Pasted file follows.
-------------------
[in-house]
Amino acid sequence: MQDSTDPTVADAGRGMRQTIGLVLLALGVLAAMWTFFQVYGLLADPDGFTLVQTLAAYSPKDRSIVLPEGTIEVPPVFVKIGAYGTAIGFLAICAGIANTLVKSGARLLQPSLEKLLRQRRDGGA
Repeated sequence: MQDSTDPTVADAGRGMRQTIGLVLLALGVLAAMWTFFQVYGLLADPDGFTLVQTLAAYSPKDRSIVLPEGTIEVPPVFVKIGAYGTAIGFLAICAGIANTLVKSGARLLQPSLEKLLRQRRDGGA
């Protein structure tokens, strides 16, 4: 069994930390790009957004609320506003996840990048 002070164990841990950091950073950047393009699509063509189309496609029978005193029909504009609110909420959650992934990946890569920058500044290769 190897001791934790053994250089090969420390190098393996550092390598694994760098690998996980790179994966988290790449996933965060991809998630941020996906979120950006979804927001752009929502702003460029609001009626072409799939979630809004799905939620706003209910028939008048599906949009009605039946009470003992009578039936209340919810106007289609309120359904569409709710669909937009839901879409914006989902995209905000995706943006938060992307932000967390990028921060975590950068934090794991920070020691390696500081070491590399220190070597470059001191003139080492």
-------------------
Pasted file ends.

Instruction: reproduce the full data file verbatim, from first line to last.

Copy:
[in-house]
Amino acid sequence: MQDSTDPTVADAGRGMRQTIGLVLLALGVLAAMWTFFQVYGLLADPDGFTLVQTLAAYSPKDRSIVLPEGTIEVPPVFVKIGAYGTAIGFLAICAGIANTLVKSGARLLQPSLEKLLRQRRDGGA
Repeated sequence: MQDSTDPTVADAGRGMRQTIGLVLLALGVLAAMWTFFQVYGLLADPDGFTLVQTLAAYSPKDRSIVLPEGTIEVPPVFVKIGAYGTAIGFLAICAGIANTLVKSGARLLQPSLEKLLRQRRDGGA
């Protein structure tokens, strides 16, 4: 069994930390790009957004609320506003996840990048 002070164990841990950091950073950047393009699509063509189309496609029978005193029909504009609110909420959650992934990946890569920058500044290769 190897001791934790053994250089090969420390190098393996550092390598694994760098690998996980790179994966988290790449996933965060991809998630941020996906979120950006979804927001752009929502702003460029609001009626072409799939979630809004799905939620706003209910028939008048599906949009009605039946009470003992009578039936209340919810106007289609309120359904569409709710669909937009839901879409914006989902995209905000995706943006938060992307932000967390990028921060975590950068934090794991920070020691390696500081070491590399220190070597470059001191003139080492």